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Misconceptions by Robert Browning


"Misconceptions" is a poem written by Robert Browning. This poem is about Browning having short flings with women by using his charms while wanting nothing serious with them. He is saying that he is saving his real self for the person he loves, "Love to be saved for it, proffered to, spent on!".

This poem is made up of only two stanzas. Each stanza has seven lines with the rhyme scheme of ABABBAA. All of the "A" lines of each stanza end with the same word: the first stanza "A" lines end with "to" while the second stanza "A" lines end with "on".



This is a spray the Bird clung to,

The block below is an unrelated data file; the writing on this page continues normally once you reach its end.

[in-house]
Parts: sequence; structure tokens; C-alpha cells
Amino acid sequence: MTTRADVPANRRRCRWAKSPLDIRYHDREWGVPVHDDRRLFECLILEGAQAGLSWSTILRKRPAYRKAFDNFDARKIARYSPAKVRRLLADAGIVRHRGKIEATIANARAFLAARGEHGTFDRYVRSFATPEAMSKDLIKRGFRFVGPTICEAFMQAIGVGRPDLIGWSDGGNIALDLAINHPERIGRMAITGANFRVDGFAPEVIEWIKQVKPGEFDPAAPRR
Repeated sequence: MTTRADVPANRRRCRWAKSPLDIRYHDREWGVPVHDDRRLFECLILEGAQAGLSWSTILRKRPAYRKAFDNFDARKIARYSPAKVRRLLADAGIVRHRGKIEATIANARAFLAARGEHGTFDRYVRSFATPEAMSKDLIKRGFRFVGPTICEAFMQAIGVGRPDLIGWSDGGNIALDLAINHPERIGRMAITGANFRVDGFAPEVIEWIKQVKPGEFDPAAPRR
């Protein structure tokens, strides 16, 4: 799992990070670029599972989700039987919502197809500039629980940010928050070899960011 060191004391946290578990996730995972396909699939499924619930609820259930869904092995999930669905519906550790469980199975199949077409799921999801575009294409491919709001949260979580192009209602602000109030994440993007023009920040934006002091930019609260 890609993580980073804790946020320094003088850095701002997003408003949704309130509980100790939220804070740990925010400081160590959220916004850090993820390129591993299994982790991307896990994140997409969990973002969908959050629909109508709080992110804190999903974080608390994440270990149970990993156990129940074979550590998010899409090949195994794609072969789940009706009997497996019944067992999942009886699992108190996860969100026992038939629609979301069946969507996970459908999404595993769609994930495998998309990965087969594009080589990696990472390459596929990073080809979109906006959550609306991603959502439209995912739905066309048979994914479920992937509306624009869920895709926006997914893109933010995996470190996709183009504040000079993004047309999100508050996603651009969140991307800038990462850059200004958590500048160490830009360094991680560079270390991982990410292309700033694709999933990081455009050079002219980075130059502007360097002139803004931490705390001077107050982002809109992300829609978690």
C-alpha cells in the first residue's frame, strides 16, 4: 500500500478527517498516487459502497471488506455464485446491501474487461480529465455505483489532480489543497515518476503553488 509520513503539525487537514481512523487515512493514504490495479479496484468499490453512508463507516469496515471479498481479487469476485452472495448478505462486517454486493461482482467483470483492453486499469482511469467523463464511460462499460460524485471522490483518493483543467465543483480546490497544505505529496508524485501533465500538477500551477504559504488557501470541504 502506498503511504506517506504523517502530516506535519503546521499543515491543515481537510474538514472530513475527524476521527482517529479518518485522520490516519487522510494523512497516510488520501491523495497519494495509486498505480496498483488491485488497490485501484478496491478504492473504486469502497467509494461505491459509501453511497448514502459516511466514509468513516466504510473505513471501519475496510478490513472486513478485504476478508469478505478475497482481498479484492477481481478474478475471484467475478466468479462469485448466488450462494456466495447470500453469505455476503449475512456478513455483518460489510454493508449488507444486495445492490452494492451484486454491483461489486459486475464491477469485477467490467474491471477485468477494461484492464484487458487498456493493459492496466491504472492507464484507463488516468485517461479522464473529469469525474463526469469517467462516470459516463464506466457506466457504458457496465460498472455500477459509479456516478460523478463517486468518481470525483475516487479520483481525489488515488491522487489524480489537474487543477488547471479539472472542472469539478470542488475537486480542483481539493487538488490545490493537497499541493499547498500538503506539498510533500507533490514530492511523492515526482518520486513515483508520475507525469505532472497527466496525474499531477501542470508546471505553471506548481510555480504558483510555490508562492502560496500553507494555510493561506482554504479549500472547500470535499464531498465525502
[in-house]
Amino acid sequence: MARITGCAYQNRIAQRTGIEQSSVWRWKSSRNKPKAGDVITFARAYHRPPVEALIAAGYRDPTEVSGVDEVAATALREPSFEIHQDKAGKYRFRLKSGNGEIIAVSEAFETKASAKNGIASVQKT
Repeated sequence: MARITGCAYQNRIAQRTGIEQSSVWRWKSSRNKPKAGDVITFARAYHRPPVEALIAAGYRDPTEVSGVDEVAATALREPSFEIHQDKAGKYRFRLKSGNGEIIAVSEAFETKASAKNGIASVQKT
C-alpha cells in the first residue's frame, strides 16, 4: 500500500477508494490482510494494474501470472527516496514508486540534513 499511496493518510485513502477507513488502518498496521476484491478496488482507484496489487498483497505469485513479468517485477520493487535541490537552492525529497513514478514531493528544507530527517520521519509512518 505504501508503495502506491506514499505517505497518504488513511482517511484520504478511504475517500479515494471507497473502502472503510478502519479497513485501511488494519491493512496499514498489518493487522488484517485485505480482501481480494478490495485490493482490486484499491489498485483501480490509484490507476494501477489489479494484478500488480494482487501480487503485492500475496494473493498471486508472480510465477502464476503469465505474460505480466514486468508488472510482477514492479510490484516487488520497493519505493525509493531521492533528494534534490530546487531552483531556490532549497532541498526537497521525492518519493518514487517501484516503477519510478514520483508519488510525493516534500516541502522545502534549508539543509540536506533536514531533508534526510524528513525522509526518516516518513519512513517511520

Making it blossom with pleasure,
Ere the high tree-top she sprung to,
Fit for her nest and her treasure.
Oh, what a hope beyond measure
Was the poor spray's, which the flying feet hung to, -
So to be singled out, built in, and sung to!

This is a heart the Queen leant on,
Thrilled in a minute erratic,
Ere the true bosom she bent on,
Meet for love's regal dalmatic.
Oh, what a fancy ecstatic
Was the poor heart's, ere the wanderer went on -
Love to be saved for it, proffered to, spent on.

Next: My Star
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Literary Movement
Victorian, 19th Century

Relationship, Animal

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